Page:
Bucking the trend on Thursday were energy stocks, which rose as oil prices surged above $50 a barrel. Oil’s jump came as the dollar sank against other major currencies in response to the Fed announcement. When the greenback weakens it essentially makes crude cheaper in other currencies.

Chevron Corp. gained 91 cents, or 1.4 percent, to $67.50, while Occidental Petroleum Corp. rose $2.41, or 4.2 percent, to $59.25.

Oil rose $3.31 to $51.45 a barrel on the New York Mercantile Exchange.

The market was also feeling some jitters ahead of a quarterly expiration of options contracts on Friday. The sudden settling of many of those transactions can cause a surge in trading volume and more volatility in stock prices.

Investors got a dose of good news Thursday from General Electric Co., which forecast a profitable first quarter and full year for its struggling finance unit. Fears that falling real estate values and unpaid credit cards could further damage GE Capital have sent its stock price down 36 percent so far this year. GE’s slipped 18 cents to $10.14.

Stocks had risen earlier in the day Thursday after a report on jobless claims gave mixed messages about the state of the economy.

The number of initial requests for unemployment insurance last week dropped to a seasonally adjusted 646,000 from the previous week’s revised figure of 658,000, which exceeded economists’ estimates. But the number of people continuing to receive benefits set a new record for the eighth straight week, jumping 185,000 to a seasonally adjusted 5.47 million.

Financials shares, which helped lead the rally that began last week, couldn’t hold on to their gains and pulled the market lower. Some investors were selling to lock in profits after several of those stocks doubled or tripled in a matter of weeks.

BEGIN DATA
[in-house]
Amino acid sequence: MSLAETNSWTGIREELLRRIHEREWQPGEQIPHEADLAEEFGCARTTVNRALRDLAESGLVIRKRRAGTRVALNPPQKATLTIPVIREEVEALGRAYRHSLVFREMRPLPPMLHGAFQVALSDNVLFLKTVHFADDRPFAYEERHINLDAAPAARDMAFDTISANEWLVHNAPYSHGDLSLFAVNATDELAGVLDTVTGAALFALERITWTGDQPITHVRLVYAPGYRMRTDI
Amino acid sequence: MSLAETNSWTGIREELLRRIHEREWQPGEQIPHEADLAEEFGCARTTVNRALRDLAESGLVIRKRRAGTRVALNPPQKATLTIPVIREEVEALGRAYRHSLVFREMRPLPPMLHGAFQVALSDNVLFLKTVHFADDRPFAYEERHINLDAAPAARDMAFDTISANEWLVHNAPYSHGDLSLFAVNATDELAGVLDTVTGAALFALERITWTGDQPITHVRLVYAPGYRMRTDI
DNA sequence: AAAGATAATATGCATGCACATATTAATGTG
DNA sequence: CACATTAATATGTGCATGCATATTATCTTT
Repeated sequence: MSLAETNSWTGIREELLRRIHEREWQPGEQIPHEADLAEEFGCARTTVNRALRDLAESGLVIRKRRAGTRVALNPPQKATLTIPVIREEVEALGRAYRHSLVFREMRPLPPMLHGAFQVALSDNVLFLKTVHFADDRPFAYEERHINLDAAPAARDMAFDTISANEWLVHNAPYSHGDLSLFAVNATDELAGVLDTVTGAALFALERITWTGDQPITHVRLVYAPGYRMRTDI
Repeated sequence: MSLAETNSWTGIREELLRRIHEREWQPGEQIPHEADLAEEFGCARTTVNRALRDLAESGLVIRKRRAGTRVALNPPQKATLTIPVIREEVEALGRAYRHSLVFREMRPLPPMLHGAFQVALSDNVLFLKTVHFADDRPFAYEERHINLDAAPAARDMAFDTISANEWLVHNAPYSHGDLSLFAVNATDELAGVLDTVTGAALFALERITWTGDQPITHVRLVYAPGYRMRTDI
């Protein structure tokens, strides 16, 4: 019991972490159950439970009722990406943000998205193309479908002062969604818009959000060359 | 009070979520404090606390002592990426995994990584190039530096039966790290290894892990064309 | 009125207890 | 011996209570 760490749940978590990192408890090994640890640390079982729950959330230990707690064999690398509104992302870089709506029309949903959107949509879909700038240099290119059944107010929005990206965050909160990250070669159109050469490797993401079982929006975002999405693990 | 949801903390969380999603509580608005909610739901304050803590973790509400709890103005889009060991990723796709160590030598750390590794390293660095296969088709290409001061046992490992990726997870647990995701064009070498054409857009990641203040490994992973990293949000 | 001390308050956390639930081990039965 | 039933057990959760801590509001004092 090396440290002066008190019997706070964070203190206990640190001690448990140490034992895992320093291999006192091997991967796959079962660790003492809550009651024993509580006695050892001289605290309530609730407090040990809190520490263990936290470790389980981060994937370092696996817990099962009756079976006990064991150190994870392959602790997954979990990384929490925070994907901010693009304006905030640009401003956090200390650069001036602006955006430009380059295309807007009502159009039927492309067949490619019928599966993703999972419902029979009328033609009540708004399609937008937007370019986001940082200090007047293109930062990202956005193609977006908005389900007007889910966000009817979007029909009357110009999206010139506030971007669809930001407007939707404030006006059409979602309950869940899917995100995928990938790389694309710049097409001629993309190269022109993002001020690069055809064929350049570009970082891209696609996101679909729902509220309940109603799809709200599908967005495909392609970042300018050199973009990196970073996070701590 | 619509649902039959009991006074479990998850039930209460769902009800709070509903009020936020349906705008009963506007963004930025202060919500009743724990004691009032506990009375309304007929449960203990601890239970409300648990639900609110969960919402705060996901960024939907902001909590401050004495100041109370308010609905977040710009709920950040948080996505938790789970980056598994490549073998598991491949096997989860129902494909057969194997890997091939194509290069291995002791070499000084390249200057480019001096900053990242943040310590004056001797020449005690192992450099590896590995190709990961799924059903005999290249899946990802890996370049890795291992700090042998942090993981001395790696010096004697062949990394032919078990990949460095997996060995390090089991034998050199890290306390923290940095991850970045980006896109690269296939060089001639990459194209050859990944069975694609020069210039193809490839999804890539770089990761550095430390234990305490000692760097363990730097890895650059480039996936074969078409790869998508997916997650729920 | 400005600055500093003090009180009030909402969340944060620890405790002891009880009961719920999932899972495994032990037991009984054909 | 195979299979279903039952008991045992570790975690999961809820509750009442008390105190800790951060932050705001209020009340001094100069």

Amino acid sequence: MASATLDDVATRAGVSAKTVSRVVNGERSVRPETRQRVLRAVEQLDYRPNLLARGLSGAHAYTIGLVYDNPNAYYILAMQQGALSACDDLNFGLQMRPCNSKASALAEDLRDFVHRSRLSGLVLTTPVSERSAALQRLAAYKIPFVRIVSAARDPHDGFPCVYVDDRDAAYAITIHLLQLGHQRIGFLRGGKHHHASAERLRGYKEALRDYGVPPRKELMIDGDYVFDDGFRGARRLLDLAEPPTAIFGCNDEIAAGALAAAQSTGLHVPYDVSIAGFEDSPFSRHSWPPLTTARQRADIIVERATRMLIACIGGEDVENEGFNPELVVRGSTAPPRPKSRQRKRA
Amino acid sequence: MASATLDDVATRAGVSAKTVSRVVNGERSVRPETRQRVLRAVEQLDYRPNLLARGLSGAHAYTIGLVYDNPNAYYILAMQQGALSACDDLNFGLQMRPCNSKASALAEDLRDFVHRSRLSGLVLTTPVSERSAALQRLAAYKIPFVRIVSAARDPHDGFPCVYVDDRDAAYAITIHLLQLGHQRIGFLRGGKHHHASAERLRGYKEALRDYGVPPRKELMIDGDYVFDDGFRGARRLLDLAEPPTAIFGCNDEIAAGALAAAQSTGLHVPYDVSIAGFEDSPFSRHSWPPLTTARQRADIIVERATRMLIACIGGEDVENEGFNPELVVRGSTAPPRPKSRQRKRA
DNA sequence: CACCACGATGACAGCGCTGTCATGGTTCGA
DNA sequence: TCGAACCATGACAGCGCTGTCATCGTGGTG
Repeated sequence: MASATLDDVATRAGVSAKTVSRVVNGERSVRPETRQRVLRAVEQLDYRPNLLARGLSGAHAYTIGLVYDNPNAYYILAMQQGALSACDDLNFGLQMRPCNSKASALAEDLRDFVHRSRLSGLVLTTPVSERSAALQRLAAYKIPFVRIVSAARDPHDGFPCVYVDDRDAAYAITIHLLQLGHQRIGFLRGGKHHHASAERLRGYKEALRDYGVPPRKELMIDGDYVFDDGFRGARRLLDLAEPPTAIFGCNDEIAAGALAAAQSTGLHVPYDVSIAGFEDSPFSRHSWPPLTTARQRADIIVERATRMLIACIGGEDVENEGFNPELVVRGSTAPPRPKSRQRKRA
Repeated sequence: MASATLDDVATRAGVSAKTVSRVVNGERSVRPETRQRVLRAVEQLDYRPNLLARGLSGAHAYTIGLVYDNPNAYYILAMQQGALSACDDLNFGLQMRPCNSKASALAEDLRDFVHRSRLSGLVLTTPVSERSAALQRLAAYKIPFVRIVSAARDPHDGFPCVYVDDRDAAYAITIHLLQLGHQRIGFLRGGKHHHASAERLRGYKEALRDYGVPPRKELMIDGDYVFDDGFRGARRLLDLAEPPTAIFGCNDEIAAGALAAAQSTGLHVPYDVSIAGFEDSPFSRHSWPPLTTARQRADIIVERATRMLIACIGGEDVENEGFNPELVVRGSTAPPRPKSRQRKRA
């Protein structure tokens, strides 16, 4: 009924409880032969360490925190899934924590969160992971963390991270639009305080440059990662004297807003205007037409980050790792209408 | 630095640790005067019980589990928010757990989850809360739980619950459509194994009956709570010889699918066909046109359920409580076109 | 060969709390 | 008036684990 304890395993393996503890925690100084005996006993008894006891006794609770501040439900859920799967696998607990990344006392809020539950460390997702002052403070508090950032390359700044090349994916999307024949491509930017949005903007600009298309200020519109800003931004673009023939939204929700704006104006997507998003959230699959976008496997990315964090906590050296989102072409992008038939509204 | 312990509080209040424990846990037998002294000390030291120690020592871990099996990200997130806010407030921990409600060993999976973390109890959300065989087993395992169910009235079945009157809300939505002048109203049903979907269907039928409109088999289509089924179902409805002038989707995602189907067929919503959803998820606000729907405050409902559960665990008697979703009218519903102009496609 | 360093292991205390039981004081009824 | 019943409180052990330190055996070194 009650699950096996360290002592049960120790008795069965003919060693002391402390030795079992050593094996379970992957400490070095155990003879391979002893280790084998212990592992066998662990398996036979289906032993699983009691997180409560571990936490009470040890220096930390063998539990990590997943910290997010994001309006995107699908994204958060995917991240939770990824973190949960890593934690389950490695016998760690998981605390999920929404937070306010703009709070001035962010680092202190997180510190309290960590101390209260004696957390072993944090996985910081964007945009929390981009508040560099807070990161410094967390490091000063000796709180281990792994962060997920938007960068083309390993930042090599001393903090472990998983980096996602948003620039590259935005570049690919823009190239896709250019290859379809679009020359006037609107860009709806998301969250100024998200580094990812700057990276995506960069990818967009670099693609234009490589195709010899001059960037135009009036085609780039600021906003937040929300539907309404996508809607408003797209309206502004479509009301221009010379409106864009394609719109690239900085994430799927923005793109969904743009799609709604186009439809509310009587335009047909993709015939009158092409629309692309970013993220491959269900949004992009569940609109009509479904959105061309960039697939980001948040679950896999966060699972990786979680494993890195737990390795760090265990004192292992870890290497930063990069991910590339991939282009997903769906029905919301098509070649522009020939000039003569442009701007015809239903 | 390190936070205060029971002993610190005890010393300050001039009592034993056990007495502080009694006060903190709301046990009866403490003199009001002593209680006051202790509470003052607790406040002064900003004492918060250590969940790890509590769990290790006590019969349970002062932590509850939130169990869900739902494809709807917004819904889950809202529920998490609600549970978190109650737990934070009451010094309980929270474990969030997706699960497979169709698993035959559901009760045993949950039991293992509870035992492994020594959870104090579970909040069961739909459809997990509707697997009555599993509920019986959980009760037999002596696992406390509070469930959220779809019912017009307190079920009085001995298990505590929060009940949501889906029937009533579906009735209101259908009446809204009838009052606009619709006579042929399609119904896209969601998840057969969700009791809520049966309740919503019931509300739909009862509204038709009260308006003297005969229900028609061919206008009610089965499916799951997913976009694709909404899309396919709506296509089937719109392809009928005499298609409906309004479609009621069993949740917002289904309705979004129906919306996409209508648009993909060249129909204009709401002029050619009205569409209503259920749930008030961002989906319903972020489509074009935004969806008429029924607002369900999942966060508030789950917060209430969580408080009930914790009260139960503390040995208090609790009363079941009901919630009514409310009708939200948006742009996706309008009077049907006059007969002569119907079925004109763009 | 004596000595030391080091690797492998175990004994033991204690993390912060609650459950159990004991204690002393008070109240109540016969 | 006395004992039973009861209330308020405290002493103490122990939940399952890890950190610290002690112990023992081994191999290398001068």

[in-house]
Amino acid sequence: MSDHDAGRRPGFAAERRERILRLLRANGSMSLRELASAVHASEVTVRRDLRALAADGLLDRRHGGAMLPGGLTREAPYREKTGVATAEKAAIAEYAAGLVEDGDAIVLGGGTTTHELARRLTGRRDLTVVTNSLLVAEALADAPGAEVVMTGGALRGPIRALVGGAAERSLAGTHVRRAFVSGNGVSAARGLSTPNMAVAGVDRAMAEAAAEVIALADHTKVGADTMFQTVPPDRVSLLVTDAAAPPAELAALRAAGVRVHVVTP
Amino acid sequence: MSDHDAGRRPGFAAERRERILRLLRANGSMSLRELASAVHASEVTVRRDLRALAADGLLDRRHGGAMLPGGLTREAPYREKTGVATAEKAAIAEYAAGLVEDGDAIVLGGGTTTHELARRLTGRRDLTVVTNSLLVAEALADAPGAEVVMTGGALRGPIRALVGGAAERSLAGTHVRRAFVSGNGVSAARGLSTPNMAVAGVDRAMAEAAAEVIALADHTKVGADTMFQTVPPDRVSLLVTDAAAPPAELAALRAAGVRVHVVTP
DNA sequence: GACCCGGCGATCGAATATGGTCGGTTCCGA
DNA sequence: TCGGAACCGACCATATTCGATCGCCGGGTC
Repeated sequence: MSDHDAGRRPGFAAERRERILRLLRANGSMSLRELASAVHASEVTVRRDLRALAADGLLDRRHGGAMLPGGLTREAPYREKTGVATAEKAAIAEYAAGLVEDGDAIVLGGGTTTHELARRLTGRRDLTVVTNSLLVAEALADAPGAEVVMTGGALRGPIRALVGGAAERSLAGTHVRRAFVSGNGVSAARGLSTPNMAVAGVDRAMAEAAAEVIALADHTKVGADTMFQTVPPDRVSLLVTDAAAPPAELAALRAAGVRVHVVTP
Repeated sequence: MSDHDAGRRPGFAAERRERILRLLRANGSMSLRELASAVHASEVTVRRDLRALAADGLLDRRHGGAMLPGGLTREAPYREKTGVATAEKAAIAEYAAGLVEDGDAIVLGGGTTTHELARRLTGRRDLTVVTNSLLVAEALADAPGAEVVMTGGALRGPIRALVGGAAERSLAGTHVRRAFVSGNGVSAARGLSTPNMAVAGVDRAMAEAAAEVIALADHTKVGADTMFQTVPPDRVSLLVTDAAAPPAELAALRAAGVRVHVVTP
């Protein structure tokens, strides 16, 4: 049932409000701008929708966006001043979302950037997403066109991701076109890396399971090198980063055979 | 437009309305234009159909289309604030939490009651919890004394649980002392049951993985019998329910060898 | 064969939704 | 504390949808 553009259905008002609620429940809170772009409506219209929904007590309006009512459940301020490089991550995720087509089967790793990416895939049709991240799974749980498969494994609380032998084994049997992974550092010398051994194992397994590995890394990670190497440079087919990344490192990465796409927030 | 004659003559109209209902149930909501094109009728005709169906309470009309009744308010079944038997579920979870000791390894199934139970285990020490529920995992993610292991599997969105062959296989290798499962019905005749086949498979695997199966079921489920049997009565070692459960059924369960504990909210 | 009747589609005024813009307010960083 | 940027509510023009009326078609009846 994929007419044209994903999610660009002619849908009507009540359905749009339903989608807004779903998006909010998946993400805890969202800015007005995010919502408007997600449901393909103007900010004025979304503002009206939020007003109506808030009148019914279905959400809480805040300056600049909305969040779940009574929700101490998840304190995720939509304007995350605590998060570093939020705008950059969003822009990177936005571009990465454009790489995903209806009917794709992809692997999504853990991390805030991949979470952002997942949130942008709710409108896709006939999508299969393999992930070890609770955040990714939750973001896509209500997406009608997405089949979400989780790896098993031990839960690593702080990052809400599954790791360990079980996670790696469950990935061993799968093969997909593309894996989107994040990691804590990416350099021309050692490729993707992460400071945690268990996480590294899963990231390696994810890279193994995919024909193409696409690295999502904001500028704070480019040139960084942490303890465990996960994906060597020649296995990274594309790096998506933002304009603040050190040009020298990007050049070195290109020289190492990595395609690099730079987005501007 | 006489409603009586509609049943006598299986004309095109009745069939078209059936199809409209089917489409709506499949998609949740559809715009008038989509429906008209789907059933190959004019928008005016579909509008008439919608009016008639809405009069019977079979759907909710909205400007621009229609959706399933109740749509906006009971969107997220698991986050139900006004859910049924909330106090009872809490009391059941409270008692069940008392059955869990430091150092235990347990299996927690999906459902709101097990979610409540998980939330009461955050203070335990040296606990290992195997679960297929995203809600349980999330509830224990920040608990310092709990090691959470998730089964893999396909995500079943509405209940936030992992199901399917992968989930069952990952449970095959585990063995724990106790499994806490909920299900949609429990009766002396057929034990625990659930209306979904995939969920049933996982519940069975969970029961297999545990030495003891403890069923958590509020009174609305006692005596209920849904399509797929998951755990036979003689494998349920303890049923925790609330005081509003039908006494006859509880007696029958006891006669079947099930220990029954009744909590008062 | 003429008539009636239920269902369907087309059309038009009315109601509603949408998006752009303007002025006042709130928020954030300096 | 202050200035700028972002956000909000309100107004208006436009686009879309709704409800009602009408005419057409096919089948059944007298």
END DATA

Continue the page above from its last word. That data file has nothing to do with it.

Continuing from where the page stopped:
Citigroup shares fell 39 cents, or 12.7 percent, to $2.69, while JPMorgan Chase & Co. dropped $2.14, or 7.9 percent, to $24.98. Citigroup had traded just under $1 early last week.

Analysts also said short-selling was likely at play on Thursday, as investors placed bets that stocks would fall further.

In corporate news, FedEx Corp. said it plans to cut more jobs and trim wages again, as the company reported its fiscal third-quarter profit tumbled 75 percent. The shipping company is often seen as a bellwether for the economy. Shares jumped $2.76, or 6.4 percent, to $45.81.

The Russell 2000 index that tracks small company stocks fell 3.86, or 0.9 percent, to 413.77.

Bond prices were mixed a day after steep gains because of news from the Fed.

The yield on the benchmark 10-year Treasury note, which moves opposite its price, jumped to 2.59 percent from 2.50 percent late Wednesday. The yield on the three-month T-bill, considered one of the safest investments, fell to 0.19 percent from 0.20 percent late Wednesday.

The dollar mostly fell against other major currencies, while gold prices soared.

Overseas, Japan’s Nikkei stock average fell 0.3 percent. Britain’s FTSE 100 rose 0.3 percent, Germany’s DAX index gained 1.2 percent, and France’s CAC-40 rose 0.6 percent.